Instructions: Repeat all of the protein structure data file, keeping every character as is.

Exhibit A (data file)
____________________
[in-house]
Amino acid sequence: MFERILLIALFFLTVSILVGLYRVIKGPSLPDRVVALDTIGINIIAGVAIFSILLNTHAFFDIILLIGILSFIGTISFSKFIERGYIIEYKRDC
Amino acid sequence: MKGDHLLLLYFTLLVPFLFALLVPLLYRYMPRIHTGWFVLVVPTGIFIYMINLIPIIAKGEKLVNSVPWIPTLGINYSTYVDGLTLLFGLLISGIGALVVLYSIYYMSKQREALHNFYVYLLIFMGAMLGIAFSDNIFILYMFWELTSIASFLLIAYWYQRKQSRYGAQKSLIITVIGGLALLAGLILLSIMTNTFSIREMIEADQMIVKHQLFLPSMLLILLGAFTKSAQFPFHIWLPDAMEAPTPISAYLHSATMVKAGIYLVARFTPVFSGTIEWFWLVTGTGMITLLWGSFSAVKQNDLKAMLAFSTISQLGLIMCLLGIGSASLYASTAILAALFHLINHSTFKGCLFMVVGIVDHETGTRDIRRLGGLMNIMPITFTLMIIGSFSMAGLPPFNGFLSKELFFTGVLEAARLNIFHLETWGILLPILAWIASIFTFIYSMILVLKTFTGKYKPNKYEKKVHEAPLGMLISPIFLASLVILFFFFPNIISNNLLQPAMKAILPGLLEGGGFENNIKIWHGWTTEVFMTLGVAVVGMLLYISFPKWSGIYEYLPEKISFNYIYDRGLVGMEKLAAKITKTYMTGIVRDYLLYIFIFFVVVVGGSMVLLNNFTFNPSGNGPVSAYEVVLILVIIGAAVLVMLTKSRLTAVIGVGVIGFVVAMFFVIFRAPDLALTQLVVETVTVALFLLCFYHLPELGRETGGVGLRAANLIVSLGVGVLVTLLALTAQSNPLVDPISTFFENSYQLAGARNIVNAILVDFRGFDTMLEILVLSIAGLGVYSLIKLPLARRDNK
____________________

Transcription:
[in-house]
Amino acid sequence: MFERILLIALFFLTVSILVGLYRVIKGPSLPDRVVALDTIGINIIAGVAIFSILLNTHAFFDIILLIGILSFIGTISFSKFIERGYIIEYKRDC
Amino acid sequence: MKGDHLLLLYFTLLVPFLFALLVPLLYRYMPRIHTGWFVLVVPTGIFIYMINLIPIIAKGEKLVNSVPWIPTLGINYSTYVDGLTLLFGLLISGIGALVVLYSIYYMSKQREALHNFYVYLLIFMGAMLGIAFSDNIFILYMFWELTSIASFLLIAYWYQRKQSRYGAQKSLIITVIGGLALLAGLILLSIMTNTFSIREMIEADQMIVKHQLFLPSMLLILLGAFTKSAQFPFHIWLPDAMEAPTPISAYLHSATMVKAGIYLVARFTPVFSGTIEWFWLVTGTGMITLLWGSFSAVKQNDLKAMLAFSTISQLGLIMCLLGIGSASLYASTAILAALFHLINHSTFKGCLFMVVGIVDHETGTRDIRRLGGLMNIMPITFTLMIIGSFSMAGLPPFNGFLSKELFFTGVLEAARLNIFHLETWGILLPILAWIASIFTFIYSMILVLKTFTGKYKPNKYEKKVHEAPLGMLISPIFLASLVILFFFFPNIISNNLLQPAMKAILPGLLEGGGFENNIKIWHGWTTEVFMTLGVAVVGMLLYISFPKWSGIYEYLPEKISFNYIYDRGLVGMEKLAAKITKTYMTGIVRDYLLYIFIFFVVVVGGSMVLLNNFTFNPSGNGPVSAYEVVLILVIIGAAVLVMLTKSRLTAVIGVGVIGFVVAMFFVIFRAPDLALTQLVVETVTVALFLLCFYHLPELGRETGGVGLRAANLIVSLGVGVLVTLLALTAQSNPLVDPISTFFENSYQLAGARNIVNAILVDFRGFDTMLEILVLSIAGLGVYSLIKLPLARRDNK